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I think all of us, at one point, are guilty of wondering if we should get back with an ex. It may have been a short fling or maybe it was your first high school sweetheart. Or you may even have been married to each other before! According to Psychology Today, 6% of married couples divorce and remarry each other. Around 10% to 15% reconcile but don’t get married again.
With Jennifer Lopez and Ben Affleck getting back together, reconnecting with an old flame seems to be on a lot of folk’s minds. Couple that with an apocalyptic pandemic and lockdowns and maybe the reasons you broke up are getting a little hazy in your mind. Maybe this time it could work. And it can! BUT, and this is a big but, a host of things need to have happened first to give you guys a fighting chance again.
The first thing we have to remember is that the breakup was for a reason. And there could be a lot of different reasons. It could have been a slow erosion in the connection and in communication. Many times, something precipitates the breakup. So you have to really understand what didn’t work the first time if you want the second time to work.
If you are thinking about conscious recoupling, ask yourself why? What has changed to make you think that it will work this time? Has there been a passage of time? A large change in lifestyle? It’s not enough to be able to identify why you broke up. You need to figure out what is better this time around that makes you think that it could work.
According to the Gottman Institute, 69% of problems in a relationship are unsolvable. These are things like personality traits, value systems, future plans, and other issues that just won’t change very easily. Instead of solving these problems and trying to change the other person, we must learn to accept that person for who they are.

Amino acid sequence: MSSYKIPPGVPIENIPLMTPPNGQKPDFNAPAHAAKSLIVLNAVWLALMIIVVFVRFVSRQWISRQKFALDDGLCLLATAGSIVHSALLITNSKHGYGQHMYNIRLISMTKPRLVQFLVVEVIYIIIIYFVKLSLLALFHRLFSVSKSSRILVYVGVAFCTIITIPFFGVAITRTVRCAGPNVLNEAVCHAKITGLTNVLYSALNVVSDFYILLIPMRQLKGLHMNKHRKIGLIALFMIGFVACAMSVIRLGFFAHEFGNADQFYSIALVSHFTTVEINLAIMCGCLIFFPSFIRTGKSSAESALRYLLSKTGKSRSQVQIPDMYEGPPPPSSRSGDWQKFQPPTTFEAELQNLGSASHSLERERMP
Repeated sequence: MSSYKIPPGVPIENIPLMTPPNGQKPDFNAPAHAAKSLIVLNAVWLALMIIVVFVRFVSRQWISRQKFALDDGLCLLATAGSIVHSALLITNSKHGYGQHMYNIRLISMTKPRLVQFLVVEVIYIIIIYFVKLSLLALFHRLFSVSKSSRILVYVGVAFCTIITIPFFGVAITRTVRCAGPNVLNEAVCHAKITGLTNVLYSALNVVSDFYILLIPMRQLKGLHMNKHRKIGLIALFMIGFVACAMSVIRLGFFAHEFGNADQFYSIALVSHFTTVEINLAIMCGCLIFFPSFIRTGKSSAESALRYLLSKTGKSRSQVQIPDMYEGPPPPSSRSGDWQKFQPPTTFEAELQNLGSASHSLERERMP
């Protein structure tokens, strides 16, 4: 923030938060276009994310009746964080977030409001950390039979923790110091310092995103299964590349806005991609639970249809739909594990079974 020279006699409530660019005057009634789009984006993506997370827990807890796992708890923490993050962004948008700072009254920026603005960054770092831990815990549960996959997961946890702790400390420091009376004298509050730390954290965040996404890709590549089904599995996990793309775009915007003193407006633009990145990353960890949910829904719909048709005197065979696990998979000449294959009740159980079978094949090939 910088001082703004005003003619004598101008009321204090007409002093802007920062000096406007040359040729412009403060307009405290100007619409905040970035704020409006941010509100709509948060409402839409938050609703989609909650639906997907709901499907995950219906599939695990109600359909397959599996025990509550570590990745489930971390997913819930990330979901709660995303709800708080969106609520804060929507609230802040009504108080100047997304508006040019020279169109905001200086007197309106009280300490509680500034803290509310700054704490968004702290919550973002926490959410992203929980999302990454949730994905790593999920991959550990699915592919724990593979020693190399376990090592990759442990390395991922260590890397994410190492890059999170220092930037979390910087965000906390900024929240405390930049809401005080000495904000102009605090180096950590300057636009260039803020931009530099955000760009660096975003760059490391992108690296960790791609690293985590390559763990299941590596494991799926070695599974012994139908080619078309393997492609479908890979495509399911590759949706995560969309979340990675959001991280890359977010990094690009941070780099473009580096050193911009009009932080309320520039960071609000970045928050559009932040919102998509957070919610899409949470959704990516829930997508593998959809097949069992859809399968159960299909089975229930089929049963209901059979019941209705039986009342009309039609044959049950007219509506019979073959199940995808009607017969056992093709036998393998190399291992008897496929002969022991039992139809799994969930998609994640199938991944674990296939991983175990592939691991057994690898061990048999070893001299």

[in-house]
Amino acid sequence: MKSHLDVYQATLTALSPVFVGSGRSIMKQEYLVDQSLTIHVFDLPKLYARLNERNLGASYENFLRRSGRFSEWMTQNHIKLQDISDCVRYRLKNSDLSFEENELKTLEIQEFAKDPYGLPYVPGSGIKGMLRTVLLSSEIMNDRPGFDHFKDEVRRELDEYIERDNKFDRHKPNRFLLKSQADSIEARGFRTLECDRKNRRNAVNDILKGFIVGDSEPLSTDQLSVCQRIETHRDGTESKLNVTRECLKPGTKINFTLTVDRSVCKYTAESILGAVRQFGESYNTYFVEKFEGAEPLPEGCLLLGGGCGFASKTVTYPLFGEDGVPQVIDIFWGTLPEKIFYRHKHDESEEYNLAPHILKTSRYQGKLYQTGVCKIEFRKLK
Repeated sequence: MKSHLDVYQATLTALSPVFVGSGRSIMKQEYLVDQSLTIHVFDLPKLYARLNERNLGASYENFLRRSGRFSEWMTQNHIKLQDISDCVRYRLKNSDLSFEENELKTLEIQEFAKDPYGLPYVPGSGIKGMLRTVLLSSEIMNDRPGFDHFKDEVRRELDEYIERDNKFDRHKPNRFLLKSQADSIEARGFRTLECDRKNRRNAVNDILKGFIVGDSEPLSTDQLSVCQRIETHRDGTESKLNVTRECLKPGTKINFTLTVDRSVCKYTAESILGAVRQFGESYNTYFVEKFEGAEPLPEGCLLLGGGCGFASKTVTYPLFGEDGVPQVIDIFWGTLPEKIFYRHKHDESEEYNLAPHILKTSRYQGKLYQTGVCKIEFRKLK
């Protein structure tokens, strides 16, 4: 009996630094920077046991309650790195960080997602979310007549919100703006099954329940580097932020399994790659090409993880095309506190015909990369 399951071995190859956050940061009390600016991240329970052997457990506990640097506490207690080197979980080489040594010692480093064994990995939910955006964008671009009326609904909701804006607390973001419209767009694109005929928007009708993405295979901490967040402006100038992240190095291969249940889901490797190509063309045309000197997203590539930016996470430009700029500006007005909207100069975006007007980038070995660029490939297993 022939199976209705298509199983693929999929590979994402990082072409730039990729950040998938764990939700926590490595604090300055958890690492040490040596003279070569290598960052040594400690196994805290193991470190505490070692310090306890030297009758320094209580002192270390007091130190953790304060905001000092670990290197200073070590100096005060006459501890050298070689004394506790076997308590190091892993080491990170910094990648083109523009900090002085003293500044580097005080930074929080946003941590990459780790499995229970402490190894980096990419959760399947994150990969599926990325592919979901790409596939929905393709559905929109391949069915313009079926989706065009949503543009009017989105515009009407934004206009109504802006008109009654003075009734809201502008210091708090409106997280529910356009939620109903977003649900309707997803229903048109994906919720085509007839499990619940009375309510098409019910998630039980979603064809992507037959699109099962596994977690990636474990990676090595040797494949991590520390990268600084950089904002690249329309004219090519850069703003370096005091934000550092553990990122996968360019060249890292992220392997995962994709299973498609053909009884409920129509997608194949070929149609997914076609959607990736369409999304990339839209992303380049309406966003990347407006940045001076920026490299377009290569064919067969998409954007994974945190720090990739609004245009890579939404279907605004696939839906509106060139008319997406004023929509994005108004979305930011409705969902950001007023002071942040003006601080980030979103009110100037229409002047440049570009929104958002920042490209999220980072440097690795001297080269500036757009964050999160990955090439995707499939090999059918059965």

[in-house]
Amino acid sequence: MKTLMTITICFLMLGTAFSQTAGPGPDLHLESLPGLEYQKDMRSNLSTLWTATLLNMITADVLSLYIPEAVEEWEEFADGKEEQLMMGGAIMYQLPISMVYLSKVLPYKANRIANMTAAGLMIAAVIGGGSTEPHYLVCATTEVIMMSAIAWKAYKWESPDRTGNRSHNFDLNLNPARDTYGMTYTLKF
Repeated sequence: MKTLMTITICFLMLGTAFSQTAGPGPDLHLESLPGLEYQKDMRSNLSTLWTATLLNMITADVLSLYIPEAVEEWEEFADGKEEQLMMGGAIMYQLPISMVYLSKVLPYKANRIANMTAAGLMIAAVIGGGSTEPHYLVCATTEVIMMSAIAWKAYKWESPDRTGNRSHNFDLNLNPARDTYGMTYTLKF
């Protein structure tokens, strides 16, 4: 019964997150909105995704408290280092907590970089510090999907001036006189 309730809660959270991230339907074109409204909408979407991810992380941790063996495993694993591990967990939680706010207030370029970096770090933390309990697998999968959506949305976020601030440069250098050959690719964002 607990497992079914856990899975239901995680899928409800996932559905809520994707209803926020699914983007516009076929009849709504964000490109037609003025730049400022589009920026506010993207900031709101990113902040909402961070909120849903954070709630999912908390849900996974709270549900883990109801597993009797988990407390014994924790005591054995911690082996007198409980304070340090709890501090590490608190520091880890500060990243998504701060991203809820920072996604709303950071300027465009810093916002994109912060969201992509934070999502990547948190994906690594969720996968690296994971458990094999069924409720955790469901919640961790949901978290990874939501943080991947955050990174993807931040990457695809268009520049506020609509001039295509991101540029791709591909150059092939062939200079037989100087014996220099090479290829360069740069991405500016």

To do this, we need better communication styles, an understanding of others and some self-work. No one is SOLELY to blame for a relationship ending. Have you learned what your triggers are and how to handle them in a mature manner? Have they addressed the issues that caused you to pull away in the first place? Without some work on both of your sides, you’re just going to go back to where you were.
There’s a big ol’ difference between lust and love. When we are in the puppy-love stage of relationships, our brains are flooded with the happy chemicals dopamine, serotonin, and oxytocin. We’re giggly, moony, we write bad poetry, we can’t get enough of their body, etc. But after 12 – 18 months, these fireworks hormones subside, and the relationship moves into a more mature, comforting love. This is usually when the rose-colored glasses come off. What we used to find a harmless quirk may start to get downright irritating. Their best behavior starts to wear off and you get to see them more for who they truly are.
If you didn’t have discussions on shared value systems before (money, where to live, kids, etc.) you may find yourself arguing more and more about these things. If your last relationship ended before you got to this point, you may not have even gotten into the meat of the relationship. You could be idolizing the lust and fun aspect of it and not the connection and intimacy.